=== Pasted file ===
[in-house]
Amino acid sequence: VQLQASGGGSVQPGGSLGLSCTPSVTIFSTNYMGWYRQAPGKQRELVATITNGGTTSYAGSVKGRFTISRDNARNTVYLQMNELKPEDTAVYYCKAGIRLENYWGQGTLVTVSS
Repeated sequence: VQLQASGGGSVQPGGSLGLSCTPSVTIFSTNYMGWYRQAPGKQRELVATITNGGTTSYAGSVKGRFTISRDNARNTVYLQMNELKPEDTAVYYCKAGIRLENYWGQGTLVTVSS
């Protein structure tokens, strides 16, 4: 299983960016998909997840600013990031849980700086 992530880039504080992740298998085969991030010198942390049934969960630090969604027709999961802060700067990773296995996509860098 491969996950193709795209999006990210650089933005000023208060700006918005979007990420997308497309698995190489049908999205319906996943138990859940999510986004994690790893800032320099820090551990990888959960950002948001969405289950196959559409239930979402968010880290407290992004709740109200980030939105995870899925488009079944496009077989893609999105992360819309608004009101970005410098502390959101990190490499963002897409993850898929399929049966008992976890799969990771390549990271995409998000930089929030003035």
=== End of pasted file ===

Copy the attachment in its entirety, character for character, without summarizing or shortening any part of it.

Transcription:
[in-house]
Amino acid sequence: VQLQASGGGSVQPGGSLGLSCTPSVTIFSTNYMGWYRQAPGKQRELVATITNGGTTSYAGSVKGRFTISRDNARNTVYLQMNELKPEDTAVYYCKAGIRLENYWGQGTLVTVSS
Repeated sequence: VQLQASGGGSVQPGGSLGLSCTPSVTIFSTNYMGWYRQAPGKQRELVATITNGGTTSYAGSVKGRFTISRDNARNTVYLQMNELKPEDTAVYYCKAGIRLENYWGQGTLVTVSS
């Protein structure tokens, strides 16, 4: 299983960016998909997840600013990031849980700086 992530880039504080992740298998085969991030010198942390049934969960630090969604027709999961802060700067990773296995996509860098 491969996950193709795209999006990210650089933005000023208060700006918005979007990420997308497309698995190489049908999205319906996943138990859940999510986004994690790893800032320099820090551990990888959960950002948001969405289950196959559409239930979402968010880290407290992004709740109200980030939105995870899925488009079944496009077989893609999105992360819309608004009101970005410098502390959101990190490499963002897409993850898929399929049966008992976890799969990771390549990271995409998000930089929030003035």